Garnier, Pierre-Dominique

b. 19 December 1756, Marseille

d. 11 May 1827, Nantes

"Soldier in the regiment of Ile de France from 1776 to 1779; dragoon in Guadaloupe; captain in 1789 in the National Guard of Marseille, where he had returned to take up his profession of architect once more; second lieutenant-colonel, in 1792, of that battalion of volunteers which had sown 'the Marseillaise' to all the echoes of France during its march on Paris. He had led it to the attack on the Tuileries on 10 August, when he was wounded, then, as a reward for his conduct on that day, he was appointed second-lieutenant in the regular army, in the 51st infantry, on 15 September 1792, but he did not accept. On 26 October 1792, Garnier was appointed first lieutenant-colonel of the 11th battalion of chasseurs; general of brigade on 12 September 1793; general of division, before Toulon, on 20 December 1793 (confirmed on 29 August 1794); he had constantly fought on the Alpine frontier and served with the [French] Army of Italy again, in Rome, during the years 1798 and 1799. Invalided out on 20 May 1801, he went to live in Paris. From 1812 to 1812 he was commander in Barcelona; he returned to Paris where he was reported by the Minister of Police, Savary, for 'making himself noticeable for his exaggerated opinions'. To move him away, he was appointed, on 23 April 1813, commander of Laibach [Lubliana], in Illyria. The invasion drove him out, and he went to command at Blaye, and was then retired in 1815. Having retired to Nantes, General Garnier died there, at 23 rue de l'Est ... His name is inscribed on the Arc de Triomphe (War Archive). There is a notice [by Bouvier] on General Garnier in the journal La Révolution Française, vol. XII, 1887, p. 851." Bouvier, F. Bonaparte en Italie, 1796, 1899, p. 659.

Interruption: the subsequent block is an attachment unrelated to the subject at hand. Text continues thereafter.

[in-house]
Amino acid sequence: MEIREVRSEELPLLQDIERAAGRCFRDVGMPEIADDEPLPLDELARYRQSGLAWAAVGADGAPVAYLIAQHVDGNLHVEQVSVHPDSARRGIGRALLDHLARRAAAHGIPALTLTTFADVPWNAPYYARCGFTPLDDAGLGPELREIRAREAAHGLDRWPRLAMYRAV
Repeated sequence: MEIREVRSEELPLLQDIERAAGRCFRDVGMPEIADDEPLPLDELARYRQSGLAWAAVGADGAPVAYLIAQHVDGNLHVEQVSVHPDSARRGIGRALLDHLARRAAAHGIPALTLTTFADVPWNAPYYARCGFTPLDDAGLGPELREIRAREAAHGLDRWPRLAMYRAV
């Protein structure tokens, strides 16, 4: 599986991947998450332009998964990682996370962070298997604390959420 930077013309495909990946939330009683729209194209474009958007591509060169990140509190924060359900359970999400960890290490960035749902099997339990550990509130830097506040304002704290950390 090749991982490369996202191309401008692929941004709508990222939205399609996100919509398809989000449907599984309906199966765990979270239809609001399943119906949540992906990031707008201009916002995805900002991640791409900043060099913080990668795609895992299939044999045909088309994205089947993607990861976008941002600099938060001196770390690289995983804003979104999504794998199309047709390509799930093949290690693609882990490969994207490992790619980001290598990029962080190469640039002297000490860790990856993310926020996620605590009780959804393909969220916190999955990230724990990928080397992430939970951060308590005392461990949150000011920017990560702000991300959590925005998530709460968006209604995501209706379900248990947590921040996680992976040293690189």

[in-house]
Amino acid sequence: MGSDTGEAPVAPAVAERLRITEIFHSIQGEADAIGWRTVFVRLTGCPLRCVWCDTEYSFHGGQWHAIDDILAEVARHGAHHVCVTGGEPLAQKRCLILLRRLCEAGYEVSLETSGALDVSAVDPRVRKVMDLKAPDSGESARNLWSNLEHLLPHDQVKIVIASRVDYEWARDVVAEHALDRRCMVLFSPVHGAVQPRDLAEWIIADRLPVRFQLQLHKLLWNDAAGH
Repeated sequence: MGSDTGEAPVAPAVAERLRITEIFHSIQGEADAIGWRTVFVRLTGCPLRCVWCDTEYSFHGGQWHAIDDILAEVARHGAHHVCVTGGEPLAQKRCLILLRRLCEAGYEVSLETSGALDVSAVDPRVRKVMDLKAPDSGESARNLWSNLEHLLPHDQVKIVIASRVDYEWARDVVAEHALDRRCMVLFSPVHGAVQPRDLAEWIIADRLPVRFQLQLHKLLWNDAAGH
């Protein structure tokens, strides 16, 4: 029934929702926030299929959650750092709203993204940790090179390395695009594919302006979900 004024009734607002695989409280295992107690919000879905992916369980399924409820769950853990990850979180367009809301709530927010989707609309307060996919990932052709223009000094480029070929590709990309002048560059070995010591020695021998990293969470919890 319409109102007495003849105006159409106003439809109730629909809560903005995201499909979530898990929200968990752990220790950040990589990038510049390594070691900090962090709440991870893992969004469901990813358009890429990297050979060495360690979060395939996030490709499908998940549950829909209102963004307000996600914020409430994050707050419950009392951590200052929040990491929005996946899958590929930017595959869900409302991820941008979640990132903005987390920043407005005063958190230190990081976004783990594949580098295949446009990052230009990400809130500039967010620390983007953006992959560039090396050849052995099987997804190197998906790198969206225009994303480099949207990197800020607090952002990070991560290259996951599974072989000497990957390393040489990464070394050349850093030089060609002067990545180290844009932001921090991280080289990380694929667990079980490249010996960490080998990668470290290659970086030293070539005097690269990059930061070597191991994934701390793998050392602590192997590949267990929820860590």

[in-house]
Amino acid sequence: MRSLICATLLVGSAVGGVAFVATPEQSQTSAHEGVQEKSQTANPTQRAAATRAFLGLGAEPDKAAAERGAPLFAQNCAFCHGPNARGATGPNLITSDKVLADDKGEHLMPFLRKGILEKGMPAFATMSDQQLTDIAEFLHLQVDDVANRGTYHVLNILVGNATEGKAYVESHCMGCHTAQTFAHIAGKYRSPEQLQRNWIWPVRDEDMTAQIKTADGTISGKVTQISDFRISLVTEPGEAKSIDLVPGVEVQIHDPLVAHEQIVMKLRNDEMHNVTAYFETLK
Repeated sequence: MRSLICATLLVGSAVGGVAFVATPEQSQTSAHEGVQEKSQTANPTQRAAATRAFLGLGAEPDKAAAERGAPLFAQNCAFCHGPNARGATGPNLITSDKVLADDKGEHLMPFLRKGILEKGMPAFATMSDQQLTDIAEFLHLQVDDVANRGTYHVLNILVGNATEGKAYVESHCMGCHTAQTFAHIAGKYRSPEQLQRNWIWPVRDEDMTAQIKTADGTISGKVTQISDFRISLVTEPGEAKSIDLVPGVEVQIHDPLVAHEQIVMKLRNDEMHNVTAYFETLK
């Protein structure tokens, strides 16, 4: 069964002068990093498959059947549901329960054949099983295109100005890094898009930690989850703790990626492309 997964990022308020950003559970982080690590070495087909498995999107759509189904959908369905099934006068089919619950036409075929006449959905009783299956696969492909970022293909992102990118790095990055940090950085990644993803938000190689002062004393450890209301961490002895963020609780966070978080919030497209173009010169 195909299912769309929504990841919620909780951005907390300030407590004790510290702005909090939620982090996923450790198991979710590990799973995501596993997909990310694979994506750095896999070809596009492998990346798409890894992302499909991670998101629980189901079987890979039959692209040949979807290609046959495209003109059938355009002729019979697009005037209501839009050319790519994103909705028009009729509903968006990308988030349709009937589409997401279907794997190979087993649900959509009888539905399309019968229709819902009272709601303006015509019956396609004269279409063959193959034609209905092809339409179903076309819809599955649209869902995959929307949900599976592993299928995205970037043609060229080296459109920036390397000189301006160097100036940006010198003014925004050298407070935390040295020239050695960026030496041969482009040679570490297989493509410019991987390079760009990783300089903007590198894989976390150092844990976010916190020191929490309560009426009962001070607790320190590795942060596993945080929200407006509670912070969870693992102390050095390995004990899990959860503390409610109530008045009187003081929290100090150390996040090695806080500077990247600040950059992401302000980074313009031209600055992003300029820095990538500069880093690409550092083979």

See also Balteau, J. and others. Dictionnaire de biographie française, Paris, 1933-, vol. 15, p. 521.

Amur leopards

A personal interest, and nothing to do with history.

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They are perhaps the most endangered animals in the world -- there are only about 30 left in the wild. They desperately need help from humankind. See www.amur-leopard.org.

Unless otherwise credited, original text, translations and photographs on this site are ©2001 Martin Boycott-Brown

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